“I haven’t written that chapter yet — yet,” Lott said.
Again, attempting a quick backpedal (which quite frankly sounded half-hearted), Lott indicated he had no idea what role Rove has played in any leaks from the administration. “I have no reason to believe he was involved at all,” he said.
Things Are Tough All Over. Some fellow passengers on a flight from Hartford to Baltimore on Sunday night were surprised to spot Hadassah Lieberman boarding with everyone else as part of Southwest Airlines’ famous “cattle call” boarding system.
The whispers quickly spread about why the wife of Sen. Joe Lieberman (D-Conn.), the former veep candidate and current aspirant for the White House, would be in the back of the “C” block with everyone else.
But of course, all of the presidential candidates have been desperately trying to trim costs in advance of Tuesday’s deadline for third-quarter fundraising. With candidates who are on the bubble desperate to show a lot of cash in the bank, nobody should be travelling first-class these days.
As one fellow passenger blurted, “Her husband must really be trying to save money.”
Jano Cabrera, Lieberman’s minister of information, told HOH: “We’re at the stage where every single penny counts. Though we’re not at the point where we’re considering sending anyone via a freight box. Yet.”
There’s that word again.
Party Down With Bill. Taking a break from promoting his wife’s potential presidential candidacy (whether she likes it or not), former President Bill Clinton is hosting a fundraiser at a hip-hop club for the Democratic National Committee this month.
The small-dollar event aimed at attracting more young professionals to the Democratic Party will be held at the ultra-hip Dream nightclub, which The Washington Post once called a “four-floor luxury oasis of marble and mahogany in a dead zone of warehouses off New York Avenue NE” in D.C.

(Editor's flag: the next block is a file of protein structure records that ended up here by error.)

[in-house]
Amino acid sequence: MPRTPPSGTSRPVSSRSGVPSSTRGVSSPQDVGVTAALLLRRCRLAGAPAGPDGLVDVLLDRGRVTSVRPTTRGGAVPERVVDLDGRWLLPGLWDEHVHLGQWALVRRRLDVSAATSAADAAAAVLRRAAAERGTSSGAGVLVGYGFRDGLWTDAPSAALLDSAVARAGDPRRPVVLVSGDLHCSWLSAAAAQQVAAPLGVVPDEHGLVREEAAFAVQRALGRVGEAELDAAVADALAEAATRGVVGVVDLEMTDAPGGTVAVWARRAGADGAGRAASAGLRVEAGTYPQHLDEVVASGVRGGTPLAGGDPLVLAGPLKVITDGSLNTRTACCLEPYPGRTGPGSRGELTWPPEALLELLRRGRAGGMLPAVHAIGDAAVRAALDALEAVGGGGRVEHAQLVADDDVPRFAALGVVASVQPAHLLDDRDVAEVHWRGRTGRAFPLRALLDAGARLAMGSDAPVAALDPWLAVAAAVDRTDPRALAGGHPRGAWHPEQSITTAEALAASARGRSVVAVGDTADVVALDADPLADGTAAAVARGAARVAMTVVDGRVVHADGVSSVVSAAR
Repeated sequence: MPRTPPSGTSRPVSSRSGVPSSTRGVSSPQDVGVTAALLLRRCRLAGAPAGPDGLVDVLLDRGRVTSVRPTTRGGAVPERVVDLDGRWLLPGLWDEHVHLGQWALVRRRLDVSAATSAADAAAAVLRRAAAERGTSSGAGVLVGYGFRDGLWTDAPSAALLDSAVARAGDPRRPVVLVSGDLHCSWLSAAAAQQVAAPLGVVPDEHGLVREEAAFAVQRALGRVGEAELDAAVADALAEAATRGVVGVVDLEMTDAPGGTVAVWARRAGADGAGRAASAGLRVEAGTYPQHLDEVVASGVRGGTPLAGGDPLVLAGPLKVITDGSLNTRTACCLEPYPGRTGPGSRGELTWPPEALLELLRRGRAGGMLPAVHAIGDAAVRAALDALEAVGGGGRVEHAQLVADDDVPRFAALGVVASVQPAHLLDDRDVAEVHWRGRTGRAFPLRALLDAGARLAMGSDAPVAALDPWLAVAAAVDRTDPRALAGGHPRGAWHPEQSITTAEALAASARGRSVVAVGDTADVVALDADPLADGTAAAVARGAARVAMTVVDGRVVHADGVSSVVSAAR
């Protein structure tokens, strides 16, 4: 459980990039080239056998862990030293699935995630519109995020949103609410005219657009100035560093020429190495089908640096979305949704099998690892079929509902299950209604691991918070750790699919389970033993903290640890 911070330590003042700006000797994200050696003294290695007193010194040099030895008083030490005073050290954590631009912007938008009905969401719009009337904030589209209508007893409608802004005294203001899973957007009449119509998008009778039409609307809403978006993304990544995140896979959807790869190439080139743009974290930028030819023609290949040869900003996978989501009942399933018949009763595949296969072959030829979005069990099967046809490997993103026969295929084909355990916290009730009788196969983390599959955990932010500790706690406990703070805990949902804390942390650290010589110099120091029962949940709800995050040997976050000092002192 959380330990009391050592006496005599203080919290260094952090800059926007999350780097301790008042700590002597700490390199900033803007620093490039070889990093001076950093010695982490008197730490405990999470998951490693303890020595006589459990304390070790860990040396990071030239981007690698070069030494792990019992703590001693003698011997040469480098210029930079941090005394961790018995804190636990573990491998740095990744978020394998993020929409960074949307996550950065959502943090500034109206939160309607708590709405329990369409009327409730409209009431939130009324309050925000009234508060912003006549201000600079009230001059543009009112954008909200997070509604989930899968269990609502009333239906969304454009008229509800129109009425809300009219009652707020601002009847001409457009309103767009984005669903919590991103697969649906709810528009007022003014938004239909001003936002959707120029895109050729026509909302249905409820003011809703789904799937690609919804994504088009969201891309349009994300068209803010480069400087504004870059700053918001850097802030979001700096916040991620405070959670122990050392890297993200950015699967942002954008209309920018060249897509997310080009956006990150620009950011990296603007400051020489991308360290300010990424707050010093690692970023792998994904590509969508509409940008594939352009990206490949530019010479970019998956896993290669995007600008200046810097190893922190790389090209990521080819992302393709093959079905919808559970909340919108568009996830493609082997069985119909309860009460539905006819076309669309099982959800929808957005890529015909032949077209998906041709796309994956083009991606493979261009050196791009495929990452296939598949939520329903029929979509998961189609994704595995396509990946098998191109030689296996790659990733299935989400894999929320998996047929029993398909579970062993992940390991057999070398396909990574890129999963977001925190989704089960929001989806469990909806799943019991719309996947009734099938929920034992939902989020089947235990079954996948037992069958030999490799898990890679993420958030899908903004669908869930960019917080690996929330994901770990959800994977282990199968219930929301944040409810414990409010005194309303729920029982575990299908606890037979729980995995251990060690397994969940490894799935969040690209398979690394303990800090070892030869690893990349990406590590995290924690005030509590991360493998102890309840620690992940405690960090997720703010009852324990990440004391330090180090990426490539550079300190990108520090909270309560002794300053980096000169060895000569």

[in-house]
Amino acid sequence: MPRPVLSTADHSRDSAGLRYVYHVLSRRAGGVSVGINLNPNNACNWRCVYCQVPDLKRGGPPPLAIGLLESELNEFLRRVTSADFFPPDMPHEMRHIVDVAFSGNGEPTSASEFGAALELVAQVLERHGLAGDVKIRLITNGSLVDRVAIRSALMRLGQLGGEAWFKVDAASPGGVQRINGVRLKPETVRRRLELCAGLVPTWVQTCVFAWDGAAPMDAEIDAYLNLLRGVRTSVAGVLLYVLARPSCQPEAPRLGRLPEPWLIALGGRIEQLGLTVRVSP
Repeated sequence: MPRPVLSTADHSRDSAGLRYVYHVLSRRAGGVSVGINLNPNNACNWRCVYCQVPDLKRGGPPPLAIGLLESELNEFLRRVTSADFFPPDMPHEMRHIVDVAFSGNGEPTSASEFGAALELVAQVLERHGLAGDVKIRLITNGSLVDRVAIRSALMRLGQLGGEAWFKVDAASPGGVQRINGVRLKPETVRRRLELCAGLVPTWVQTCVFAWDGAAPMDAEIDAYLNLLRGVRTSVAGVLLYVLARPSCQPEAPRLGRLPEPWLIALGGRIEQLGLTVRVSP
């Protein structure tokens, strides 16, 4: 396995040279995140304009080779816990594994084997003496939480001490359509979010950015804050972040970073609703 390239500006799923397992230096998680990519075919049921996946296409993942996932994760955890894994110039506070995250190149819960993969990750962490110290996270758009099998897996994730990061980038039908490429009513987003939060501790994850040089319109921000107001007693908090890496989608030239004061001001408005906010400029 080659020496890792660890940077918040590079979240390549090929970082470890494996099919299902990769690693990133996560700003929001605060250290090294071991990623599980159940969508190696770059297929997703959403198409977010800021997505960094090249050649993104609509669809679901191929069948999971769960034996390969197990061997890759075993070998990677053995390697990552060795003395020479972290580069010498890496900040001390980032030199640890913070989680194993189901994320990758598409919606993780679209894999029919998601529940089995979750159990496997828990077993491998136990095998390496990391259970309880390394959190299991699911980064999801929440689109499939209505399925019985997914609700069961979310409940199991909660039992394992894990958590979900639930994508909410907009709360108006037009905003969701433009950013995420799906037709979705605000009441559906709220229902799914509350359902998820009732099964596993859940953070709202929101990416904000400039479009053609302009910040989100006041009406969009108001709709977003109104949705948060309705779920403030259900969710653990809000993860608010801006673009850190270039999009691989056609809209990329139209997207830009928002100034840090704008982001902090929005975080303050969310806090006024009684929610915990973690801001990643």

The club gets so crowded that New York Avenue tends to become a parking lot in the wee hours of the night, with the Post story noting that one tends to find women at the club wearing skirts that are “short, tight and asymmetrical” and say “sexy and runway haute couture at the same time.”
DNC spokeswoman Debra DeShong told HOH that the party has been reaching out to young professions in recent years. “What better draw than Bill Clinton?” she asked.
DeShong added that she and DNC Chairman Terry McAuliffe will also attend the bash. While the spokeswoman admitted that she has never been to the hot club (too much traffic outside), she will be cutting the rug at the Oct. 27 event.
“People don’t know it, but I’m a hip-hop goddess,” DeShong said. “People were shocked when I came here and I knew who 50 Cent was.”
As for whether these young professionals may turn out to be foot soldiers for Sen. Hillary Rodham Clinton (D-N.Y.), she replied, “I’m not going to touch that one.”
Not So Cool? Ever wonder whether lawmakers like Sen. Norm Coleman (R-Minn.) actually know the greatest hits of artists like Chuck D who testify before their committees?
Before Coleman’s hearing Tuesday on file sharing in the recording industry, HOH pressed the Senator on whether he could name a song by LL Cool J.
Coleman offered up the song “Paradise,” which suggested that he had passed the test.
But the Senator good-naturedly confessed later that he had to check with one of his key advisers — “Had to ask my son,” he said — to get the answer.
Paul Kane contributed to this report.